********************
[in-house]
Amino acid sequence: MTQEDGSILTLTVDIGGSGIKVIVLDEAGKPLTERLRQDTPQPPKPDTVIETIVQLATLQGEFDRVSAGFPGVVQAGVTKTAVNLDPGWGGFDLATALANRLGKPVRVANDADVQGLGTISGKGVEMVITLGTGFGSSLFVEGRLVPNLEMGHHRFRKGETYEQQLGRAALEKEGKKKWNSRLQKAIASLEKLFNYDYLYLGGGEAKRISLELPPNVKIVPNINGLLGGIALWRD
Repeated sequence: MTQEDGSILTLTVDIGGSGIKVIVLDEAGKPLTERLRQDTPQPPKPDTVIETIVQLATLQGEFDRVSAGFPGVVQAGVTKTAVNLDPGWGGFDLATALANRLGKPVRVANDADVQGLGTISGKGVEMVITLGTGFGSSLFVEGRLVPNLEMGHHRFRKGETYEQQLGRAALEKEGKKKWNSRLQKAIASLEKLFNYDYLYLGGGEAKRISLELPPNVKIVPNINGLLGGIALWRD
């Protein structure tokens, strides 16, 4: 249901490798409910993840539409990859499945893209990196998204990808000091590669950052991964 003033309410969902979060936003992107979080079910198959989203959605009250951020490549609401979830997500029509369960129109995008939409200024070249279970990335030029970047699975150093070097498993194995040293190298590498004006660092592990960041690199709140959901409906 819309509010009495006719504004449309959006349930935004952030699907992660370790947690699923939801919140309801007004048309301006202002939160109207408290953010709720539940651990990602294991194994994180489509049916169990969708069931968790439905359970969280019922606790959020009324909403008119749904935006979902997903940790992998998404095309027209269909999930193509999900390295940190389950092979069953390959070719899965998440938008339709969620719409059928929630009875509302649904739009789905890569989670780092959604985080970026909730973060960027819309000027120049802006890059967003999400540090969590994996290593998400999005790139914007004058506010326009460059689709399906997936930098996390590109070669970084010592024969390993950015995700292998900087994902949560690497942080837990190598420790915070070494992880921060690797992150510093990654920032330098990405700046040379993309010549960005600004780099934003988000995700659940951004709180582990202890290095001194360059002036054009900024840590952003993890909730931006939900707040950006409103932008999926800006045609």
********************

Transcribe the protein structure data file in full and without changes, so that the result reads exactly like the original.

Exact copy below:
[in-house]
Amino acid sequence: MTQEDGSILTLTVDIGGSGIKVIVLDEAGKPLTERLRQDTPQPPKPDTVIETIVQLATLQGEFDRVSAGFPGVVQAGVTKTAVNLDPGWGGFDLATALANRLGKPVRVANDADVQGLGTISGKGVEMVITLGTGFGSSLFVEGRLVPNLEMGHHRFRKGETYEQQLGRAALEKEGKKKWNSRLQKAIASLEKLFNYDYLYLGGGEAKRISLELPPNVKIVPNINGLLGGIALWRD
Repeated sequence: MTQEDGSILTLTVDIGGSGIKVIVLDEAGKPLTERLRQDTPQPPKPDTVIETIVQLATLQGEFDRVSAGFPGVVQAGVTKTAVNLDPGWGGFDLATALANRLGKPVRVANDADVQGLGTISGKGVEMVITLGTGFGSSLFVEGRLVPNLEMGHHRFRKGETYEQQLGRAALEKEGKKKWNSRLQKAIASLEKLFNYDYLYLGGGEAKRISLELPPNVKIVPNINGLLGGIALWRD
């Protein structure tokens, strides 16, 4: 249901490798409910993840539409990859499945893209990196998204990808000091590669950052991964 003033309410969902979060936003992107979080079910198959989203959605009250951020490549609401979830997500029509369960129109995008939409200024070249279970990335030029970047699975150093070097498993194995040293190298590498004006660092592990960041690199709140959901409906 819309509010009495006719504004449309959006349930935004952030699907992660370790947690699923939801919140309801007004048309301006202002939160109207408290953010709720539940651990990602294991194994994180489509049916169990969708069931968790439905359970969280019922606790959020009324909403008119749904935006979902997903940790992998998404095309027209269909999930193509999900390295940190389950092979069953390959070719899965998440938008339709969620719409059928929630009875509302649904739009789905890569989670780092959604985080970026909730973060960027819309000027120049802006890059967003999400540090969590994996290593998400999005790139914007004058506010326009460059689709399906997936930098996390590109070669970084010592024969390993950015995700292998900087994902949560690497942080837990190598420790915070070494992880921060690797992150510093990654920032330098990405700046040379993309010549960005600004780099934003988000995700659940951004709180582990202890290095001194360059002036054009900024840590952003993890909730931006939900707040950006409103932008999926800006045609």